Dysphagia and quality of life after laparoscopic Nissen fundoplication in patients with and without prosthetic reinforcement of the hiatal crura.Surg Endosc. 2002 Apr; 16(4):572-7.SE
Recurrent hiatal hernia with or without intrathoracic wrap migration ("slipping Nissen") is one of the most common complications after laparoscopic Nissen fundoplication (LNF). Therefore, we decided to reinforce the hiatal crura using a prosthetic mesh prosthesis in an attempt to reduce recurrent hiatal hernia.
The current nonrandomized study compares the surgical outcome, including quality of life data [Gastrointestinal Quality of Life Index (GIQLI)] and subjective degree of dysphagia, in a total of 200 patients with (n = 100) or without (n = 100) mesh prosthesis for a follow-up for at least 1 year.
There are no significant differences between groups in postoperative DeMeester score or lower esophageal sphincter pressure. In the group without mesh prosthesis, in 6 cases laparoscopic redo surgery was necessary due to severe and persistent dysphagia (n = 2) or a slipping Nissen (n = 4). Additionally, in 5 patients we found recurrent hiatal hernia, but patients have been without symptoms for at least 1 year. In the group with mesh prosthesis, laparoscopic refund application was performed in only 1 patient due to a slipping Nissen. In this group, recurrent hiatal hernia was not found in endoscopy. After laparoscopic antireflux surgery, GIQLI showed an equal improvement in both groups with an outcome comparable to that for healthy individuals. Postoperative dysphagia was significantly higher in the group with mesh prothesis within the 3 first months after surgery. One year after surgery no differences could be found.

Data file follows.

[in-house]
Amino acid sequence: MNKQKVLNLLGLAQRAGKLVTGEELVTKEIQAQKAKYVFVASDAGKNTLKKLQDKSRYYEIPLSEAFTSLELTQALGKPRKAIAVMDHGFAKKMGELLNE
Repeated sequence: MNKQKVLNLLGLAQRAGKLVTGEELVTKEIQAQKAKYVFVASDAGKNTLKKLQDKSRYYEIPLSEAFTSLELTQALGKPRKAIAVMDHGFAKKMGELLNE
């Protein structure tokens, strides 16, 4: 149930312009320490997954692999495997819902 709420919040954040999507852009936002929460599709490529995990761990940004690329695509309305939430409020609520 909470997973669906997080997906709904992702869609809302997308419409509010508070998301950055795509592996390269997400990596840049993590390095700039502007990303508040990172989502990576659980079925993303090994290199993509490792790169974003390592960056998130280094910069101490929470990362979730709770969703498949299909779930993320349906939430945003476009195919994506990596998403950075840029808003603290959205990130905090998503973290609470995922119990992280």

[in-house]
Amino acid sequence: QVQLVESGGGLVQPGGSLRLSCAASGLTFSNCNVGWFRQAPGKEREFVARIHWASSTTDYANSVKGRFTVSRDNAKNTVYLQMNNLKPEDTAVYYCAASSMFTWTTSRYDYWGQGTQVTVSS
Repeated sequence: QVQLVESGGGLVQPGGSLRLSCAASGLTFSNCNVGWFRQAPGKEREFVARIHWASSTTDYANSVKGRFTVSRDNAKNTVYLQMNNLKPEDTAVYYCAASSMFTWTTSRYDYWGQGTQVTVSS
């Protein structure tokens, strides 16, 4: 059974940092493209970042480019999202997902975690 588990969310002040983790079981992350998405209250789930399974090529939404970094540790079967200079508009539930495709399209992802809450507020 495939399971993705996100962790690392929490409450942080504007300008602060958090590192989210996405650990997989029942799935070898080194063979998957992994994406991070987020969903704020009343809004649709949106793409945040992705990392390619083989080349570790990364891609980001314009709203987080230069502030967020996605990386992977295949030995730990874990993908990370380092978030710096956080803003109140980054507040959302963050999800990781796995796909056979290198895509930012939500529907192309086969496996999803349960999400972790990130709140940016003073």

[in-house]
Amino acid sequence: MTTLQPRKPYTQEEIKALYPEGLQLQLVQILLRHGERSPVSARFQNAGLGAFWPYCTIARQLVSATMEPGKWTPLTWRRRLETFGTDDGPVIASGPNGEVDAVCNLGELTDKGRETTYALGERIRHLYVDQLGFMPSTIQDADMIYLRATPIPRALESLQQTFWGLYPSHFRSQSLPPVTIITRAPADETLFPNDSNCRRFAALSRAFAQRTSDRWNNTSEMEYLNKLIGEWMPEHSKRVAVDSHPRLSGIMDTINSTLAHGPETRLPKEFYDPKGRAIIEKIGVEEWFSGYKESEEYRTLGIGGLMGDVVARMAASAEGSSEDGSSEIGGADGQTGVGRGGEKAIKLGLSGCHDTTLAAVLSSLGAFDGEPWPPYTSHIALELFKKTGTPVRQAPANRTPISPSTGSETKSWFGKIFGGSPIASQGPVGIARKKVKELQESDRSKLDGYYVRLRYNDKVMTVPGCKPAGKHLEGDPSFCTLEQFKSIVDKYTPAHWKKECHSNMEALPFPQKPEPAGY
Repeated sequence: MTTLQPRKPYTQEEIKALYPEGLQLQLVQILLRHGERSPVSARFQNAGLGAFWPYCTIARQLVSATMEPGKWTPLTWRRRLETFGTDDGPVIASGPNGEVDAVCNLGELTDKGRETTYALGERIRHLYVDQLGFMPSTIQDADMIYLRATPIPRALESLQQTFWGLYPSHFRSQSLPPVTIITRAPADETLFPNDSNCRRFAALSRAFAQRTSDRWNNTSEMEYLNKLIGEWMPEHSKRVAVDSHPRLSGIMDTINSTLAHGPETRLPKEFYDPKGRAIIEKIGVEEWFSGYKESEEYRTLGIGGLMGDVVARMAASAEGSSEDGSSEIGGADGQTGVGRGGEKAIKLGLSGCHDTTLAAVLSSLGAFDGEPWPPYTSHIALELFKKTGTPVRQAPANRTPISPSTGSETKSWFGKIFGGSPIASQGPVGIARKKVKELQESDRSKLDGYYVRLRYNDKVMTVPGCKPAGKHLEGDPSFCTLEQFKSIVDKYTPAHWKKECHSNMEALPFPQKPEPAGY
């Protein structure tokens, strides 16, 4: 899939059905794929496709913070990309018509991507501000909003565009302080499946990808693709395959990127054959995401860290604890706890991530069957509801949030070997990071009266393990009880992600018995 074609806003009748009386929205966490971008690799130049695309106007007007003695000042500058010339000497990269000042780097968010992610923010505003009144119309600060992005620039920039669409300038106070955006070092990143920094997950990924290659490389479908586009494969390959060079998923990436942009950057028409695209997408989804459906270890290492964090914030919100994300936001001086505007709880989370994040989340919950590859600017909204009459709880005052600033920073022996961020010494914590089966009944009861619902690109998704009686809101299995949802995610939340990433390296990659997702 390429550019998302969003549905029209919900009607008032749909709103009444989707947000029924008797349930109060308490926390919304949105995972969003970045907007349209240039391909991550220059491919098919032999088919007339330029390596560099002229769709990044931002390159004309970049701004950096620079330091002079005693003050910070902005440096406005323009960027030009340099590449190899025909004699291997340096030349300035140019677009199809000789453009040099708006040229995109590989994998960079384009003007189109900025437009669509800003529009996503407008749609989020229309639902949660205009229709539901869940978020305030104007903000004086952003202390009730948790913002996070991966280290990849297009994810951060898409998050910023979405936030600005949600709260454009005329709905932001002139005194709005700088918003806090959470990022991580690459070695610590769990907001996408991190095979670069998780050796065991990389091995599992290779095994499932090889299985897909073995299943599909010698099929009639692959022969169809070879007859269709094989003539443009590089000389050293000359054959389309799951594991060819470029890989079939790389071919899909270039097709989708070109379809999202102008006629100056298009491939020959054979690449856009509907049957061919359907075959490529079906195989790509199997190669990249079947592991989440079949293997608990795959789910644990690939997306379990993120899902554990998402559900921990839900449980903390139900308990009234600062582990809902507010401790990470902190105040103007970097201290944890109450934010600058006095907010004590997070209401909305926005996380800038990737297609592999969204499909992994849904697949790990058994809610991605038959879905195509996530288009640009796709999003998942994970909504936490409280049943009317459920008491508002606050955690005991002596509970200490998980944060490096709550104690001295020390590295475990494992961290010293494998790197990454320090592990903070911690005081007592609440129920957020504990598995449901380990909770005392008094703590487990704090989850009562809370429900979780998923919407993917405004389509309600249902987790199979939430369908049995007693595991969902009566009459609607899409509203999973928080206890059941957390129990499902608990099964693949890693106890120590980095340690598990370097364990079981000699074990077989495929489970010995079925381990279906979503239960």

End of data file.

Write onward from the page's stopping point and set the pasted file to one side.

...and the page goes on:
Our findings suggest that LNF with reinforcement of the hiatal crura reduces the risk of recurrent hiatal hernia with or without wrap migration. In addition, LNF with mesh prosthesis improves patient's quality of life significantly to the same level as that in patients without mesh prosthesis. Postoperative dysphagia is higher in the early period after surgery, but this is only temporary. Long-term results of a randomized trial must be obtained before a general standardization can be discussed.